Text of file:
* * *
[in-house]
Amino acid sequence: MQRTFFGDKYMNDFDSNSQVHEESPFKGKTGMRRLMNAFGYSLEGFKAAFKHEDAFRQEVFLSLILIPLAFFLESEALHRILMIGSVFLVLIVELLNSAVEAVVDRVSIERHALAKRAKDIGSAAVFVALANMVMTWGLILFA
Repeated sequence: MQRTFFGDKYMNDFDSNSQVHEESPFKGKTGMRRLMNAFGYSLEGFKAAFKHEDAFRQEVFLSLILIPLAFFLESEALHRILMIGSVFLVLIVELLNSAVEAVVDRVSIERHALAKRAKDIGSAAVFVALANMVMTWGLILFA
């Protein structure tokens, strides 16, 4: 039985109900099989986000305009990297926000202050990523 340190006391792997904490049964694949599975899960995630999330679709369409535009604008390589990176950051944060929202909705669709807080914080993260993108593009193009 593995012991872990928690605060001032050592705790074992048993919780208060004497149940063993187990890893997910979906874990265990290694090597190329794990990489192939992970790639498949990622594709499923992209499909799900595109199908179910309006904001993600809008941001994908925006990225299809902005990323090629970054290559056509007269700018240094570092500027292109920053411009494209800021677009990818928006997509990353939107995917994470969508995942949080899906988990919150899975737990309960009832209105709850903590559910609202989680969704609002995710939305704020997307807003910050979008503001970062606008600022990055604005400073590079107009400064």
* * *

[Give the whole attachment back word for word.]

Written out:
[in-house]
Amino acid sequence: MQRTFFGDKYMNDFDSNSQVHEESPFKGKTGMRRLMNAFGYSLEGFKAAFKHEDAFRQEVFLSLILIPLAFFLESEALHRILMIGSVFLVLIVELLNSAVEAVVDRVSIERHALAKRAKDIGSAAVFVALANMVMTWGLILFA
Repeated sequence: MQRTFFGDKYMNDFDSNSQVHEESPFKGKTGMRRLMNAFGYSLEGFKAAFKHEDAFRQEVFLSLILIPLAFFLESEALHRILMIGSVFLVLIVELLNSAVEAVVDRVSIERHALAKRAKDIGSAAVFVALANMVMTWGLILFA
């Protein structure tokens, strides 16, 4: 039985109900099989986000305009990297926000202050990523 340190006391792997904490049964694949599975899960995630999330679709369409535009604008390589990176950051944060929202909705669709807080914080993260993108593009193009 593995012991872990928690605060001032050592705790074992048993919780208060004497149940063993187990890893997910979906874990265990290694090597190329794990990489192939992970790639498949990622594709499923992209499909799900595109199908179910309006904001993600809008941001994908925006990225299809902005990323090629970054290559056509007269700018240094570092500027292109920053411009494209800021677009990818928006997509990353939107995917994470969508995942949080899906988990919150899975737990309960009832209105709850903590559910609202989680969704609002995710939305704020997307807003910050979008503001970062606008600022990055604005400073590079107009400064």